A member of Reddit GamerGate hub KotakuinAction filed a Freedom of Information Act request for documents pertaining to the FBI’s investigation of the online movement which they received last month. Now those documents have been made public, and amid its 173 heavily-redacted pages is one email chain encapsulating how a year of the Bureau’s efforts resulted in exactly zero prosecutions.
The initial complaint in the email thread titled “we need an update on our case” was filed by a woman in Massachusetts—game developer and Congressional hopeful Brianna Wu, according to a statement obtained by The Verge, who was doxxed, threatened, and sent photos of mutilated dogs by those within the movement. The thread begins with an email on May 22, 2015. Though nearly all of the message has been redacted, four sentences remain.
We feel like we are sending endless emails into the void with you.
I am CCing both the federal prosecutor and the Ohio district attorney on this email. Please help us. If you are serious about pursuing these cases, our family deserves to know.
The FBI appeared to find a lead on a bomb threat and interviewed the suspect who admitted he had, “called her at least 40- 50 times with threats.” Though the suspect claimed to have “never made any bomb threats” he thought it credible that “someone else in the chat group could have done it.”
At the end of the interview the suspect “apologized for this incident,” mirroring a later interview with another suspect who “understood that it was a federal crime to send a threatening communication to anyone and will never do it again.” Less than slap on the wrist.
The second suspect did, however, reveal GamerGaters to be pretty much who you’d expect them to be: He “considered himself to be a ‘tech guy’… often plays video games… [and] lives with his parents.”
It’s not clear what “group chat” the first suspect is talking about, although the document refers to the imageboard 4chan in similar terms. Horrifying levels of internet ignorance are revealed by the document. For example it calls 4chan a “chat room”; refers to Twitter as “Tweeter” and the Tor browser and “Thor”; failing to ascertain a suspect’s IP address due to basic countermeasures like proxies. Between several credibly-worded bomb and shooting threats is a letter obviously penned by a troll claiming there are “over 9000 bombs that we will use to blow up the [Taggert Student Center],” making use of an old Dragon Ball Z-based meme.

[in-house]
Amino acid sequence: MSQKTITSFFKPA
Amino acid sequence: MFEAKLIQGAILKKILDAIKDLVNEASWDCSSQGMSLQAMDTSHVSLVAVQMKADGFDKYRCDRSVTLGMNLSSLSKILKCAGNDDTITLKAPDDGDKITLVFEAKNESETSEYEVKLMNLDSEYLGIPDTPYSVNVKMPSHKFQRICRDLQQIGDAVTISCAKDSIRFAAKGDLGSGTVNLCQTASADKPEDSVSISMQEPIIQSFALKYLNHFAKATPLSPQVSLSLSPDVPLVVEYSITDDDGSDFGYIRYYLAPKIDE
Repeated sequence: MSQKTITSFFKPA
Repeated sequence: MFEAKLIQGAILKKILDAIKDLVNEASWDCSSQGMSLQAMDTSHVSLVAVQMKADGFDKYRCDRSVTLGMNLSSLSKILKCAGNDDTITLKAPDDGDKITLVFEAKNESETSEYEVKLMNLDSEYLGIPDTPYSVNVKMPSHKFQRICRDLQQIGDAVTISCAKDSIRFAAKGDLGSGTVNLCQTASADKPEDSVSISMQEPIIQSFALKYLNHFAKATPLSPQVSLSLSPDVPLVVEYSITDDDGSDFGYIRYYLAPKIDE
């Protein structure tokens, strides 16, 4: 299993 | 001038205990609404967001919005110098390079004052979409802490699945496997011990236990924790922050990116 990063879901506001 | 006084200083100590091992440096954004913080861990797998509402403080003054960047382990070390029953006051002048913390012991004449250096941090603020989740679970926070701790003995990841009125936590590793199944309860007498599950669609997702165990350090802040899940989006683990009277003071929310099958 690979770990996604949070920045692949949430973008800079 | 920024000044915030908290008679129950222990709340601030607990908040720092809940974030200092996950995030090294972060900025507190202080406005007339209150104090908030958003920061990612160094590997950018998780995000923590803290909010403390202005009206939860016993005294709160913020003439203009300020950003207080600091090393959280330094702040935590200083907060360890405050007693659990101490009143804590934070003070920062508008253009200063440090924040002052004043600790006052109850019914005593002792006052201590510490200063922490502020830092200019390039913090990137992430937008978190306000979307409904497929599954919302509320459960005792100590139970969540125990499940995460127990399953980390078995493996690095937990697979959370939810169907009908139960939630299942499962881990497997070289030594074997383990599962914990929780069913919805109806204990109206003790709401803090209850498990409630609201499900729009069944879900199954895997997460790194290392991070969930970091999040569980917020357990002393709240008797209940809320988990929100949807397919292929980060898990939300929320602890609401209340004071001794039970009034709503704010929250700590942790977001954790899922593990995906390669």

At its most extreme, the FBI’s utter misunderstanding of trolling and internet culture led an agent to ask an apparently innocent suspect “if anyone had ever called him a ‘Glorious Winged Faggot Extraordinaite.’”
Internal communications within the email thread also call into question how organized the investigation was. It appears, from the snippet above, that in the year-long search for a “prosecutable federal case” involving the FBI, Homeland Security, and local law enforcement, clear communication was an ongoing issue. Other internal emails show that evidence wasn’t being sent in a timely manner and phone interviews with suspects may have been lost.
To its credit, the FBI was able to determine that much of the doxxing associated with GamerGate was taking place on 8chan’s /baphomet/ board. However, the board still exists to this day, hosting the personal information of dozens of individuals and encouraging their harassment.
Blame rests as much on internet platforms for doing as little as humanly possible to prevent the targeted harassment of individuals during and since GamerGate. But the FBI’s unwillingness to charge a single person as a result of its investigation, despite evidence that at least two people had committed federal crimes, should make us question the efficacy of our law enforcement protocols in a time when many of us live much of our lives online.
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